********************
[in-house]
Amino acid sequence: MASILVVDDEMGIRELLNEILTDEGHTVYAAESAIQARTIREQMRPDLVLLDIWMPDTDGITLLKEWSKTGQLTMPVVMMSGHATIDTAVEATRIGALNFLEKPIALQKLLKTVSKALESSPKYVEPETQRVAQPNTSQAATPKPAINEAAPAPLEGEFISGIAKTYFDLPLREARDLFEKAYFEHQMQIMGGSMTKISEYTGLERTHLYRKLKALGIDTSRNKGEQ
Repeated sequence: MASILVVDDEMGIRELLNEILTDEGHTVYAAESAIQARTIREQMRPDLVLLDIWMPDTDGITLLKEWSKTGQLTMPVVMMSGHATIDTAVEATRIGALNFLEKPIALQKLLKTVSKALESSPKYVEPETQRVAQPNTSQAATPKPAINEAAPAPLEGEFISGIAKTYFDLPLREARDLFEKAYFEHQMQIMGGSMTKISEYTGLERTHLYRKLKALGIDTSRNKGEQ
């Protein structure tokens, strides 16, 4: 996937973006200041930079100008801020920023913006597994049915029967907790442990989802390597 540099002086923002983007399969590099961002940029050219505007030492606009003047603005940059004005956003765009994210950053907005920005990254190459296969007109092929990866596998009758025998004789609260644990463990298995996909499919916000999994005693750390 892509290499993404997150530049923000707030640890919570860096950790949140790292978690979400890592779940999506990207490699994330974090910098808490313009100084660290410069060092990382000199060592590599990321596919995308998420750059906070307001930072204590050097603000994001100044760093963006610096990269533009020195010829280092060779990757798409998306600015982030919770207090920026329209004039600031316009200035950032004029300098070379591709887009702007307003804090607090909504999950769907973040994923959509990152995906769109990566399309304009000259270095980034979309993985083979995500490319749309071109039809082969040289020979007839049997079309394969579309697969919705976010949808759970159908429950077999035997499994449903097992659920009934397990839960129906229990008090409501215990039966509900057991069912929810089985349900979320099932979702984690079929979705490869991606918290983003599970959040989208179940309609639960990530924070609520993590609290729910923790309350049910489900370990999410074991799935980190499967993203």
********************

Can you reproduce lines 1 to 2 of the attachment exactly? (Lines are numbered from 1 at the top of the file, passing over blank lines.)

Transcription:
[in-house]
Amino acid sequence: MASILVVDDEMGIRELLNEILTDEGHTVYAAESAIQARTIREQMRPDLVLLDIWMPDTDGITLLKEWSKTGQLTMPVVMMSGHATIDTAVEATRIGALNFLEKPIALQKLLKTVSKALESSPKYVEPETQRVAQPNTSQAATPKPAINEAAPAPLEGEFISGIAKTYFDLPLREARDLFEKAYFEHQMQIMGGSMTKISEYTGLERTHLYRKLKALGIDTSRNKGEQ